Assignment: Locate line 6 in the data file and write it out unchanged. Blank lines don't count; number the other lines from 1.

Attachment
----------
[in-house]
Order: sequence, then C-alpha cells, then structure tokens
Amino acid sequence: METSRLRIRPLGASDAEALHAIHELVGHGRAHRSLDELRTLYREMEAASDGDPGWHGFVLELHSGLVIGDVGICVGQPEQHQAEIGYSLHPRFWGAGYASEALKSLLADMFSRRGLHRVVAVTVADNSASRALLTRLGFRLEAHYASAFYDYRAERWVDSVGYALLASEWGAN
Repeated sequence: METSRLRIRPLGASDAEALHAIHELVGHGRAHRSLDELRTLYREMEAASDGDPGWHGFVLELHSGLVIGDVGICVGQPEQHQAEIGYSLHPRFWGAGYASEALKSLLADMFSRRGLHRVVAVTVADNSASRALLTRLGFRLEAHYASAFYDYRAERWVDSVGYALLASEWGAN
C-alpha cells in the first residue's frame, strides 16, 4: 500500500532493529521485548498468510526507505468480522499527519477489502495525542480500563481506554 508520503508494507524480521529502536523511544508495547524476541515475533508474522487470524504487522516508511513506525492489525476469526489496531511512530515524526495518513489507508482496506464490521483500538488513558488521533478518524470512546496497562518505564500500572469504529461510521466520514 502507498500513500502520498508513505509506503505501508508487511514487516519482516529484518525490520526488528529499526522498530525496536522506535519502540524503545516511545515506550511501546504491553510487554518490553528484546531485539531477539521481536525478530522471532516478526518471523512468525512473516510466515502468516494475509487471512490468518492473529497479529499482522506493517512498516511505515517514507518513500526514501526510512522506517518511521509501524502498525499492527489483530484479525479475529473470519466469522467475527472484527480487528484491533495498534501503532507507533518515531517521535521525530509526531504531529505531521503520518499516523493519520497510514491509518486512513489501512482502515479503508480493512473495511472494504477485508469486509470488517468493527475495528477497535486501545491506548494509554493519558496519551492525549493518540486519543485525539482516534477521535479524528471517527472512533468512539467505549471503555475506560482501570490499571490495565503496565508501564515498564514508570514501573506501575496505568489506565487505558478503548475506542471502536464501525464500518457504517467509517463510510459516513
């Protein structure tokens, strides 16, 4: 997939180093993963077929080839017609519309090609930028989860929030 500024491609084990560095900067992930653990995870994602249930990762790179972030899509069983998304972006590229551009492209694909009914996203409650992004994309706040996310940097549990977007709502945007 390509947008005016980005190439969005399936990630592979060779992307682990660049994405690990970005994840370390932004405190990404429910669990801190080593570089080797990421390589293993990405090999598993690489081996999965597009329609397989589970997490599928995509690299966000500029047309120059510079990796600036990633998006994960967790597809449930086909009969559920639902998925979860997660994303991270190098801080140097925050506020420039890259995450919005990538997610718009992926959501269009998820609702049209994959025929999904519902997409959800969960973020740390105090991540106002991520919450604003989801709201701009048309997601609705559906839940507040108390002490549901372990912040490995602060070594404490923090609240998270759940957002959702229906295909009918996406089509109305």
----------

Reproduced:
């Protein structure tokens, strides 16, 4: 997939180093993963077929080839017609519309090609930028989860929030 500024491609084990560095900067992930653990995870994602249930990762790179972030899509069983998304972006590229551009492209694909009914996203409650992004994309706040996310940097549990977007709502945007 390509947008005016980005190439969005399936990630592979060779992307682990660049994405690990970005994840370390932004405190990404429910669990801190080593570089080797990421390589293993990405090999598993690489081996999965597009329609397989589970997490599928995509690299966000500029047309120059510079990796600036990633998006994960967790597809449930086909009969559920639902998925979860997660994303991270190098801080140097925050506020420039890259995450919005990538997610718009992926959501269009998820609702049209994959025929999904519902997409959800969960973020740390105090991540106002991520919450604003989801709201701009048309997601609705559906839940507040108390002490549901372990912040490995602060070594404490923090609240998270759940957002959702229906295909009918996406089509109305």